More than 30 US airports have added their voices to a campaign calling for the American government to check the expansion of major Gulf airlines, claiming there will be “devastating consequences” otherwise.
In letters to US Secretaries of Transportation, Commerce and State, as well as members of Congress, bosses of 32 local and regional airports have asked their government to open talks with Qatar and the UAE, to end what they say are unfair subsidies that harm American business interests.
The airports have joined a coalition that has been led by three US airlines – American, Delta and United – which demands the US government renegotiate its Open Skies agreement with Qatar and the Emirates.
The agreement currently allows airlines, rather than government regulators, to determine the frequency and capacity of flights.
The group, called Partnership for Open & Fair Skies, claims that Gulf carriers – particularly Qatar Airways, Emirates and Etihad Airways – have benefited from $42 billion in subsidies from their respective governments.
The coalition said this is a violation of the Open Skies agreement that has resulted in “threatening hundreds of thousands of American jobs.”
The three GCC airlines have all denied accusations of unfair competition.
Qatar Airways, however, has not yet provided a detailed response to the specific claims that it has received US$16.5 billion worth of forgiven loans, free land, grants and other forms of support from the Qatar government over the past 11 years.
In a joint statement, which includes excerpts of their letters, the US airports’ bosses acknowledge that the introduction of the Gulf carriers to their market has helped bring down prices and open new routes for some Americans.
However, they argue that US airlines’ inability to compete also damages many American travel-related business such as car rental firms, travel agents and taxi drivers.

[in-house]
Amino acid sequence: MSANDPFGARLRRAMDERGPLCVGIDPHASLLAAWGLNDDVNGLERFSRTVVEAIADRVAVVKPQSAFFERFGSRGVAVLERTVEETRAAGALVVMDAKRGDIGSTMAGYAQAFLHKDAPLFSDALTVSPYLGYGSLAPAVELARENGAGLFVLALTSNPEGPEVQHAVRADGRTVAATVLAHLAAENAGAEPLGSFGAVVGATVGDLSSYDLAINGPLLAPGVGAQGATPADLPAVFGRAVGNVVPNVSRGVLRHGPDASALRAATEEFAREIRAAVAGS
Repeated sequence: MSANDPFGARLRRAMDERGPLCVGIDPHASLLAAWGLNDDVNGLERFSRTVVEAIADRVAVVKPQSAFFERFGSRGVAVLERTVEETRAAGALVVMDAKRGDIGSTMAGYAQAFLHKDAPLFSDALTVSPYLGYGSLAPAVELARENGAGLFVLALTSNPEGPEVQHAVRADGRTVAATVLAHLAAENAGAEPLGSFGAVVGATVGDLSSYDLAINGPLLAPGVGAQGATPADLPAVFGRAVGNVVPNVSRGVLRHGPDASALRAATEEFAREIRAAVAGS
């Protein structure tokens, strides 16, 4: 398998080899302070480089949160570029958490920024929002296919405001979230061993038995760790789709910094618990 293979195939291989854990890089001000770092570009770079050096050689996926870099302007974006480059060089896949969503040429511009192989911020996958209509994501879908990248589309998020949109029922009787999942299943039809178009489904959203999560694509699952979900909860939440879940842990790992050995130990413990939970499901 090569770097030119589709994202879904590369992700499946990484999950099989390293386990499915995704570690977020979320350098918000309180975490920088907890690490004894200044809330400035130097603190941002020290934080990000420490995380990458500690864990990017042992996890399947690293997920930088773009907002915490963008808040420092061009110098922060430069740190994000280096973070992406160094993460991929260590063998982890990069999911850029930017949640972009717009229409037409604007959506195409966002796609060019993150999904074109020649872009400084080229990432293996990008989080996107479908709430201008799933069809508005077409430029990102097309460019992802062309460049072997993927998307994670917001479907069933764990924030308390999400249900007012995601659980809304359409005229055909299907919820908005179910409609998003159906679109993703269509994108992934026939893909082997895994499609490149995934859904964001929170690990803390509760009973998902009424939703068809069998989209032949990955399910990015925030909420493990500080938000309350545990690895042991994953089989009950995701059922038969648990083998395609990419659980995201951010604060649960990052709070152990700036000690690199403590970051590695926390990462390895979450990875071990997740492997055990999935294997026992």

The joint statement includes part of a letter written by Dan Mann, executive director of Columbia Metropolitan Airport in Columbia, South Carolina, who said:
“If allowed to continue, this will lead to service cuts to both regional and international airports, as many domestic routes serve as feeders for larger, more profitable flights to international destinations, ultimately resulting in substantial job losses throughout the country in a variety of different sectors.”
Meanwhile, Robert Selig, president and CEO of the Capital Region Airport Authority in Lansing, Michigan, said in his letter:
“I can see first-hand the effects that an unfair playing field has on the US carriers. The employees that depend on a healthy airline industry are not limited to airline workers; rental car employees, hotel, taxi and restaurant employees also depend on the influx of passengers through our region.”
Over the past several months, the fair skies coalition has grown to include 262 members of the US House of Representatives; 21 US senators; the US Conference of Mayors, which represents 1,400 mayors across the country; and several local business, trade and economic groups.
However, not everyone in the US travel industry agrees with the allegations.
Last month, the US Travel Association, which represents some of the largest hotel chains and conference organizers in the US, expressed public support for the Gulf carriers.
In a letter sent to several top US officials, including the Secretary of Transportation and Secretary of Commerce, the group said it supported the current Open Skies agreement, arguing that the growth of the GCC carriers in the US had in fact created a significant expansion of tourism-related business in the country.
The letter was signed by the heads of Hawaiian Airlines, Alaska Airlines and JetBlue Airways, as well as several major hotel chains including Hilton, Intercontinental and Marriott.
And aircraft manufacturer Boeing, which has supplied Qatar Airways with at least 67 planes to date and received orders for nearly 150 more, also supports maintaining the existing agreement.